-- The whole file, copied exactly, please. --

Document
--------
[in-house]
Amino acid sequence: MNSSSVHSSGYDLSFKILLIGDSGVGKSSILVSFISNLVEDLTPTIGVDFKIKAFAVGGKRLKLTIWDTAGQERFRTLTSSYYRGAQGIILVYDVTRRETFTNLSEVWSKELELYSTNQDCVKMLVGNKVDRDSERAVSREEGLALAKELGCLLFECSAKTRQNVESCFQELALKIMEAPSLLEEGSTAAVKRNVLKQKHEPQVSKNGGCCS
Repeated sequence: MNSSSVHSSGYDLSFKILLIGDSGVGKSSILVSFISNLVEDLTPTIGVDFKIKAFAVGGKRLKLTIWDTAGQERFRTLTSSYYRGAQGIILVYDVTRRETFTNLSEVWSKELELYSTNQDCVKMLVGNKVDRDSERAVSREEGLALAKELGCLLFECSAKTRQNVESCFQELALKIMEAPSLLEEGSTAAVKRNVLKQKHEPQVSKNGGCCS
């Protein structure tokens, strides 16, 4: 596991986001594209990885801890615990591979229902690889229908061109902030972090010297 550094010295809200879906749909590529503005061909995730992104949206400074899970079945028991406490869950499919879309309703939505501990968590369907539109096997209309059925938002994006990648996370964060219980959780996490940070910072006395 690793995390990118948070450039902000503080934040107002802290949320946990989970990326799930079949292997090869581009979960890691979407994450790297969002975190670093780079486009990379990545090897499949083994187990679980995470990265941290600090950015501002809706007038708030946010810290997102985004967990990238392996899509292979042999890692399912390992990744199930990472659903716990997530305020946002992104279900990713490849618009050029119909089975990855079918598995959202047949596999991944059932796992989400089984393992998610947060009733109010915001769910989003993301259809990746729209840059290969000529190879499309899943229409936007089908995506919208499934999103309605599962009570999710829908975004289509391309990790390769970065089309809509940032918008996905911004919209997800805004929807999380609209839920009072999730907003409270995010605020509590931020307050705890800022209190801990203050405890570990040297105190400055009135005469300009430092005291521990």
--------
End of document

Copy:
[in-house]
Amino acid sequence: MNSSSVHSSGYDLSFKILLIGDSGVGKSSILVSFISNLVEDLTPTIGVDFKIKAFAVGGKRLKLTIWDTAGQERFRTLTSSYYRGAQGIILVYDVTRRETFTNLSEVWSKELELYSTNQDCVKMLVGNKVDRDSERAVSREEGLALAKELGCLLFECSAKTRQNVESCFQELALKIMEAPSLLEEGSTAAVKRNVLKQKHEPQVSKNGGCCS
Repeated sequence: MNSSSVHSSGYDLSFKILLIGDSGVGKSSILVSFISNLVEDLTPTIGVDFKIKAFAVGGKRLKLTIWDTAGQERFRTLTSSYYRGAQGIILVYDVTRRETFTNLSEVWSKELELYSTNQDCVKMLVGNKVDRDSERAVSREEGLALAKELGCLLFECSAKTRQNVESCFQELALKIMEAPSLLEEGSTAAVKRNVLKQKHEPQVSKNGGCCS
């Protein structure tokens, strides 16, 4: 596991986001594209990885801890615990591979229902690889229908061109902030972090010297 550094010295809200879906749909590529503005061909995730992104949206400074899970079945028991406490869950499919879309309703939505501990968590369907539109096997209309059925938002994006990648996370964060219980959780996490940070910072006395 690793995390990118948070450039902000503080934040107002802290949320946990989970990326799930079949292997090869581009979960890691979407994450790297969002975190670093780079486009990379990545090897499949083994187990679980995470990265941290600090950015501002809706007038708030946010810290997102985004967990990238392996899509292979042999890692399912390992990744199930990472659903716990997530305020946002992104279900990713490849618009050029119909089975990855079918598995959202047949596999991944059932796992989400089984393992998610947060009733109010915001769910989003993301259809990746729209840059290969000529190879499309899943229409936007089908995506919208499934999103309605599962009570999710829908975004289509391309990790390769970065089309809509940032918008996905911004919209997800805004929807999380609209839920009072999730907003409270995010605020509590931020307050705890800022209190801990203050405890570990040297105190400055009135005469300009430092005291521990």